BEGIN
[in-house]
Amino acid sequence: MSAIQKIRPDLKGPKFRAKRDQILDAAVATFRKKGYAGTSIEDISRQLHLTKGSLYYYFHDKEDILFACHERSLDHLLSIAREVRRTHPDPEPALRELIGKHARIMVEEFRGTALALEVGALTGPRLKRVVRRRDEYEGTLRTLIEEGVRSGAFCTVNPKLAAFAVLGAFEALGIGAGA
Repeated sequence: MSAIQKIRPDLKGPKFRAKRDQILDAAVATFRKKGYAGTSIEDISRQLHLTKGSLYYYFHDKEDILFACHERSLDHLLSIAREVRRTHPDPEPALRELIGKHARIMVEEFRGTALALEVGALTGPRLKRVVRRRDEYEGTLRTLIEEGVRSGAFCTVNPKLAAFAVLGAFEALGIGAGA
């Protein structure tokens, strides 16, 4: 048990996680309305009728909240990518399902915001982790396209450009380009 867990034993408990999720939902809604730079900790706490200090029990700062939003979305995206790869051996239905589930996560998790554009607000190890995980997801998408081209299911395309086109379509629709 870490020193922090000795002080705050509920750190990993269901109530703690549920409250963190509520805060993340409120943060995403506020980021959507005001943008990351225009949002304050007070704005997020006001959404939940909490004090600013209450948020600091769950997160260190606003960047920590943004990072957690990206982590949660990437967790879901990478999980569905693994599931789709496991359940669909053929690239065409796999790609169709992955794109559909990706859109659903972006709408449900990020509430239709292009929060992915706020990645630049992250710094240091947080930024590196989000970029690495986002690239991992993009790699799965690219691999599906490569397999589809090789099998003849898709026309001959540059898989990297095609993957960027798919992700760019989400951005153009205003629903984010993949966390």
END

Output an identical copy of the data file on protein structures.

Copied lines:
[in-house]
Amino acid sequence: MSAIQKIRPDLKGPKFRAKRDQILDAAVATFRKKGYAGTSIEDISRQLHLTKGSLYYYFHDKEDILFACHERSLDHLLSIAREVRRTHPDPEPALRELIGKHARIMVEEFRGTALALEVGALTGPRLKRVVRRRDEYEGTLRTLIEEGVRSGAFCTVNPKLAAFAVLGAFEALGIGAGA
Repeated sequence: MSAIQKIRPDLKGPKFRAKRDQILDAAVATFRKKGYAGTSIEDISRQLHLTKGSLYYYFHDKEDILFACHERSLDHLLSIAREVRRTHPDPEPALRELIGKHARIMVEEFRGTALALEVGALTGPRLKRVVRRRDEYEGTLRTLIEEGVRSGAFCTVNPKLAAFAVLGAFEALGIGAGA
């Protein structure tokens, strides 16, 4: 048990996680309305009728909240990518399902915001982790396209450009380009 867990034993408990999720939902809604730079900790706490200090029990700062939003979305995206790869051996239905589930996560998790554009607000190890995980997801998408081209299911395309086109379509629709 870490020193922090000795002080705050509920750190990993269901109530703690549920409250963190509520805060993340409120943060995403506020980021959507005001943008990351225009949002304050007070704005997020006001959404939940909490004090600013209450948020600091769950997160260190606003960047920590943004990072957690990206982590949660990437967790879901990478999980569905693994599931789709496991359940669909053929690239065409796999790609169709992955794109559909990706859109659903972006709408449900990020509430239709292009929060992915706020990645630049992250710094240091947080930024590196989000970029690495986002690239991992993009790699799965690219691999599906490569397999589809090789099998003849898709026309001959540059898989990297095609993957960027798919992700760019989400951005153009205003629903984010993949966390």